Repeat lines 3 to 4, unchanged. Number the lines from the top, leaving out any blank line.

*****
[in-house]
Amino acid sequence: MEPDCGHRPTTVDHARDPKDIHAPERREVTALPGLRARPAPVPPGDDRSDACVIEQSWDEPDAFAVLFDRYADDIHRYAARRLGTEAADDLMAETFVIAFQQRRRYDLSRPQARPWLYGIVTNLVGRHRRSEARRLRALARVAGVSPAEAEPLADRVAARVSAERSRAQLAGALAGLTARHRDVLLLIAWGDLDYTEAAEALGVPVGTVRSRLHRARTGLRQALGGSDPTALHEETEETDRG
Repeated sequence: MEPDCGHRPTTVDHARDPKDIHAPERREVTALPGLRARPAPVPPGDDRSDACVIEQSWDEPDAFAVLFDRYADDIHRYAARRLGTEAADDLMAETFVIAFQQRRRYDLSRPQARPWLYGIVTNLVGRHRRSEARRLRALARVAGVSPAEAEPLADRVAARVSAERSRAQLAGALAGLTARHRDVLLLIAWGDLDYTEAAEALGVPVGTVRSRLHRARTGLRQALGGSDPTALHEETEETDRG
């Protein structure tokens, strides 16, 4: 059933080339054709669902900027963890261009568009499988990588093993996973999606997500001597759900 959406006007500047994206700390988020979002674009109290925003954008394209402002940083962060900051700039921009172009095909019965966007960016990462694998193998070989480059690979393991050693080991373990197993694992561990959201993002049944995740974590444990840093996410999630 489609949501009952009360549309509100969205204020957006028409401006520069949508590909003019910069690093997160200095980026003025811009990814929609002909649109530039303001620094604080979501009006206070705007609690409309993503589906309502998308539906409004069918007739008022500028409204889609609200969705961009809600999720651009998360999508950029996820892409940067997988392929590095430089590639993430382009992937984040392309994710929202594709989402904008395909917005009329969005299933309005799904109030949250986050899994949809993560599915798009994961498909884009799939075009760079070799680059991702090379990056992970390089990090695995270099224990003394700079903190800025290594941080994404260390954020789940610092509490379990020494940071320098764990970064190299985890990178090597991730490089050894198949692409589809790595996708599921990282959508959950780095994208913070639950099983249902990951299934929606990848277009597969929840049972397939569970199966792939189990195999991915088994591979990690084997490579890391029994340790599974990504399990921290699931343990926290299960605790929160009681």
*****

Repeated sequence: MEPDCGHRPTTVDHARDPKDIHAPERREVTALPGLRARPAPVPPGDDRSDACVIEQSWDEPDAFAVLFDRYADDIHRYAARRLGTEAADDLMAETFVIAFQQRRRYDLSRPQARPWLYGIVTNLVGRHRRSEARRLRALARVAGVSPAEAEPLADRVAARVSAERSRAQLAGALAGLTARHRDVLLLIAWGDLDYTEAAEALGVPVGTVRSRLHRARTGLRQALGGSDPTALHEETEETDRG
């Protein structure tokens, strides 16, 4: 059933080339054709669902900027963890261009568009499988990588093993996973999606997500001597759900 959406006007500047994206700390988020979002674009109290925003954008394209402002940083962060900051700039921009172009095909019965966007960016990462694998193998070989480059690979393991050693080991373990197993694992561990959201993002049944995740974590444990840093996410999630 489609949501009952009360549309509100969205204020957006028409401006520069949508590909003019910069690093997160200095980026003025811009990814929609002909649109530039303001620094604080979501009006206070705007609690409309993503589906309502998308539906409004069918007739008022500028409204889609609200969705961009809600999720651009998360999508950029996820892409940067997988392929590095430089590639993430382009992937984040392309994710929202594709989402904008395909917005009329969005299933309005799904109030949250986050899994949809993560599915798009994961498909884009799939075009760079070799680059991702090379990056992970390089990090695995270099224990003394700079903190800025290594941080994404260390954020789940610092509490379990020494940071320098764990970064190299985890990178090597991730490089050894198949692409589809790595996708599921990282959508959950780095994208913070639950099983249902990951299934929606990848277009597969929840049972397939569970199966792939189990195999991915088994591979990690084997490579890391029994340790599974990504399990921290699931343990926290299960605790929160009681």